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Beyond Slavery: Dependency in Asian History

Research Group Leader: Dr. Claude Chevaleyre

PhD researcher: Anas Ansar

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Photo by Heather Lo, unsplash

Slavery has become a major topic within the field of Global Labor History. While these factors have stimulated the renewal of slavery and "unfree labor" studies all over the world, they have not produced similar effects on the history of slavery in East Asia. Although a new field of "Slavery in Asia" (mostly colonial South/South-East Asia) has been on the rise over the past few years, and despite the recent vitality of gender approaches in Early Modern Chinese and Japanese studies, East Asia remains a blind spot in the world history of slavery and dependency. The members of the Research Group therefore take "East Asia" as their area of expertise to explore the various dimensions of dependency in a global perspective.

 

Central Aim

The Research Group is committed to two principal tasks:

  1. By exploring slavery and dependency in East Asia in all their historical depth and complexity, the Research Group intends to lift the veil on what remains an overlooked area of the global history of dependency – one where "slavery" is often regarded as having been "mild" or "non-economic".
    Taking dependency as a "total social fact" that impacts the whole political economy of "premodern" Asian societies, the Research Group potentially tackles any aspect and dimension of "slavery and dependency". Its primary concern nonetheless focuses on the exploration of institutions (legal, political and economic, as well as cultural, religious, and domestic), the various and often competing sets of norms and practices, and the circulations of dependent individuals, groups, and even norms and concepts, at various spatial levels (from the local to the transnational). In so doing, the Research Group is dedicated to the task of methodically deconstructing the structures of dependency throughout East Asia.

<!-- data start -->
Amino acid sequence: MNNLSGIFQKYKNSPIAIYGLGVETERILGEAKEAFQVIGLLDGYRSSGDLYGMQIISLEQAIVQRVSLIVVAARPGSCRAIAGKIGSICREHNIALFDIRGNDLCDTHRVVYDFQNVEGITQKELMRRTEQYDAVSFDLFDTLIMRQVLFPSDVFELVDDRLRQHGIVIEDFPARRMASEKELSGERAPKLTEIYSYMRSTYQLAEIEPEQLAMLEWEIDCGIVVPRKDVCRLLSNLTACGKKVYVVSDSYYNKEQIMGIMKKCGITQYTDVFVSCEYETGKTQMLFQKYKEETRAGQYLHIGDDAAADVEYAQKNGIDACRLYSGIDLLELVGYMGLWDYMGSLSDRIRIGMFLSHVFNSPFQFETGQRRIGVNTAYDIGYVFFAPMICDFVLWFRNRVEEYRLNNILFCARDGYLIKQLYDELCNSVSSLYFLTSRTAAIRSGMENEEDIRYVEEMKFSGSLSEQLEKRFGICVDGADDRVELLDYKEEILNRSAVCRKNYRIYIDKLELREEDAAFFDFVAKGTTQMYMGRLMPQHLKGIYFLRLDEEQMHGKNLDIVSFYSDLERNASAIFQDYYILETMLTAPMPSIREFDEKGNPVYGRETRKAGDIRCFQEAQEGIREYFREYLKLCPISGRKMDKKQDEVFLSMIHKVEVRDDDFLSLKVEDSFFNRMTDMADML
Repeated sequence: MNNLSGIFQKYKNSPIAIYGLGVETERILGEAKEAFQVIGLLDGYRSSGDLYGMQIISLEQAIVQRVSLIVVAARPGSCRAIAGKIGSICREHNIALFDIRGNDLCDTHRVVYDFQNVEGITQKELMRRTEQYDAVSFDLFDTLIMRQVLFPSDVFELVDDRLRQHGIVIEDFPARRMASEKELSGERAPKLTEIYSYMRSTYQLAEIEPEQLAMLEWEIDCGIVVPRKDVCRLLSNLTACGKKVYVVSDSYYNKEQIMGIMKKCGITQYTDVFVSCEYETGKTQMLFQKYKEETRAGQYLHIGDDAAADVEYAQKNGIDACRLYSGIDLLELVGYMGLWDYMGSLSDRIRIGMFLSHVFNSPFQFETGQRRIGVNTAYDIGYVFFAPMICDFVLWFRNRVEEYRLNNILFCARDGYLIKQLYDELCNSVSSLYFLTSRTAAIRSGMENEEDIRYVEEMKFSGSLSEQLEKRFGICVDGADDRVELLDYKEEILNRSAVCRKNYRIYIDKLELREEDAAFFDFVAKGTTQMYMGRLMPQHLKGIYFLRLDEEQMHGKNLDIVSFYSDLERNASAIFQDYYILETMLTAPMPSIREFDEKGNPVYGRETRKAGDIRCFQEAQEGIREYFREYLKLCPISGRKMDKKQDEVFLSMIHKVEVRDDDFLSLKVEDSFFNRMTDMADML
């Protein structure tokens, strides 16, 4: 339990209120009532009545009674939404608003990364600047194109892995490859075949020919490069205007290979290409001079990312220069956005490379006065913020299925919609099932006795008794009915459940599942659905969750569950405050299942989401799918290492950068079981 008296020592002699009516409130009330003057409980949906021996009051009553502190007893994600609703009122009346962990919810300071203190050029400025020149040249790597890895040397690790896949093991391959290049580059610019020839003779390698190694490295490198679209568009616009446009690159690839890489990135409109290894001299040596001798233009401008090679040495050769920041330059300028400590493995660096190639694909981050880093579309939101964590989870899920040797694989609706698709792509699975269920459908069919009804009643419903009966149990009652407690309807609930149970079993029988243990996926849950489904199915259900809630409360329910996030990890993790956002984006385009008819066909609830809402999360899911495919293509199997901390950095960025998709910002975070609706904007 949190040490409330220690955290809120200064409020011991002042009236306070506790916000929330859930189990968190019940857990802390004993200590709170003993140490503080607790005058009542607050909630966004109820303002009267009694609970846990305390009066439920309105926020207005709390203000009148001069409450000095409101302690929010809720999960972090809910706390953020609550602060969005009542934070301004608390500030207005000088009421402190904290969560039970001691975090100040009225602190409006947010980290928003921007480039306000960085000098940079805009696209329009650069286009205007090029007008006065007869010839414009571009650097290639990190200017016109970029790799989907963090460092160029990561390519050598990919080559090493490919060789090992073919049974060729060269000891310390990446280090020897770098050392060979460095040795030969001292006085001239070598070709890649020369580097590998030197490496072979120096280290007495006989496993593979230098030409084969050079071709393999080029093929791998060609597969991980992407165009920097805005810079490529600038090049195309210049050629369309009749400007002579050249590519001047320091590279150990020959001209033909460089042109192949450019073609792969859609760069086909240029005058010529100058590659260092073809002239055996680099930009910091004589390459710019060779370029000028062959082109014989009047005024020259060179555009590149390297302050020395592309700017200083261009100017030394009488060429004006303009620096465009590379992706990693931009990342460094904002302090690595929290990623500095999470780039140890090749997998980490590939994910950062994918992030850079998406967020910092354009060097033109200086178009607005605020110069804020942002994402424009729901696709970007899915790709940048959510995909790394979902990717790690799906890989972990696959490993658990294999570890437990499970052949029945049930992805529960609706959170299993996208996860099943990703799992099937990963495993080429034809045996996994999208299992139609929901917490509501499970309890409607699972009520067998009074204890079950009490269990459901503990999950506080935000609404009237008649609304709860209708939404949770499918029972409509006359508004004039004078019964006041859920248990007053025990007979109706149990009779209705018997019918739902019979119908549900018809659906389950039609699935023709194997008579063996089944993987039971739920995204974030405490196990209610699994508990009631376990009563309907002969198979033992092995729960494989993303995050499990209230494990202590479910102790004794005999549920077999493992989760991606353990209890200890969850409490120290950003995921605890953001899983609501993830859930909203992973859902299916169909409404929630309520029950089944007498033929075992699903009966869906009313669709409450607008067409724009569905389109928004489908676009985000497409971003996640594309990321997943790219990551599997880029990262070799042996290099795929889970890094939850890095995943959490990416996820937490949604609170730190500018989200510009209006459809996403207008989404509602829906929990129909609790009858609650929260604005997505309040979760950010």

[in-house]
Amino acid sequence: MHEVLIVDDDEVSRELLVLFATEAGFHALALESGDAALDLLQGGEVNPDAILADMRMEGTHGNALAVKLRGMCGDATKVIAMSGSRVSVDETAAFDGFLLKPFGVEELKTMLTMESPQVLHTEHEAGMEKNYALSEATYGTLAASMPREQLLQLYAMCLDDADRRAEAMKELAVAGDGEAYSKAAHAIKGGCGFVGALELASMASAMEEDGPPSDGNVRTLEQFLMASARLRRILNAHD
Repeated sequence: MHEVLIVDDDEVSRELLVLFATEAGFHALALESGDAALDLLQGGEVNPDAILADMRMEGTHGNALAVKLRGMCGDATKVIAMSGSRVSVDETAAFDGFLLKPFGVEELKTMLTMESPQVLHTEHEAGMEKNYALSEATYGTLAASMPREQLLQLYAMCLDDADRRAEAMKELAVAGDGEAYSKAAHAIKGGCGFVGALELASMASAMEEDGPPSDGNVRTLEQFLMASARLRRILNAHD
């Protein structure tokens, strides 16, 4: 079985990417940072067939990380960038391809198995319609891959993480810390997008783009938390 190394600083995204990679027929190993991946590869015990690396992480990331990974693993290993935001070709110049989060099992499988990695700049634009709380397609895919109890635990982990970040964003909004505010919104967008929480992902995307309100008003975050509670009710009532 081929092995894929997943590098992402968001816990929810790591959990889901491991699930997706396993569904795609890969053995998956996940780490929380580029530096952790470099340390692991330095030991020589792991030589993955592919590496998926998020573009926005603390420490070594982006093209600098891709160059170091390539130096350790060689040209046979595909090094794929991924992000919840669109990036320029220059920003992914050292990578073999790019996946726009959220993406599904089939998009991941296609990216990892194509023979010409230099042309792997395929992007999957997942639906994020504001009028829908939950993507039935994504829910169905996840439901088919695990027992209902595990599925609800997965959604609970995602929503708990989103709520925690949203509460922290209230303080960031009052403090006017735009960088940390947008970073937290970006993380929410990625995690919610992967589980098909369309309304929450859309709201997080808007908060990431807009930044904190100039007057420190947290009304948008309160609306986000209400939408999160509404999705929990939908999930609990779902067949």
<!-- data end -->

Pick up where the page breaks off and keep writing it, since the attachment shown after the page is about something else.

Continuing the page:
2. By taking "East Asia" as its basic research unit the Research Group also aims at providing a substantial contribution to the writing of a new "grammar of dependency". Looking at dependency in Asia as a whole allows to de-compartmentalize entities (the changing, artificial, and plural constructions subsumed in contemporary nation-states) which shared strong conceptual and normative similarities, but also gave rise to highly divergent practices of dependency. Doing so therefore allows to play more broadly on scales, to initiate new comparisons, to explore regional interactions and global entanglements, etc. Moreover, looking at dependency from Asia provides an entry-point to decenter the perspective and to "provincialize" Western historical experiences. It also helps to question the relevance of the concepts and categories of human bondage we tend to regard as universal and encompassing by acknowledging that they are the specific products of historically situated contexts.

Therefore, the issue of the Research Group is to set aside the familiar binary frameworks – the "slavery—freedom" or "free—unfree" analytical pairs, the "West and the rest" comparative approach, or the "internal—external" choice in the translation process. We want to ask what these experiences and configurations have to say about the relevance, the singularity and universality of the West in the global history of dependency. Taking Asia as a center point also allows to engage in a dialogue with a wider variety of geographical areas and historical fields, a task which is crucial to the elaboration of a new "Grammar of dependency".

 

Research Projects

Claude Chevaleyre focuses on two main themes Interactions between various sets of norms and practices in Early Modern China and the reconstruction of interregional and transnational networks of human trafficking.

The PhD students might address any issue relevant to the study of "Slavery and Dependency", from any discipline, in any period, and on any scale. Topics can therefore be as various as the comparative analysis of Early Modern East Asian concepts and norms of dependency; labor coercion on state, elite, and religious estates; transnational forced relocation throughout Asia before and beyond the "coolie trade" etc.


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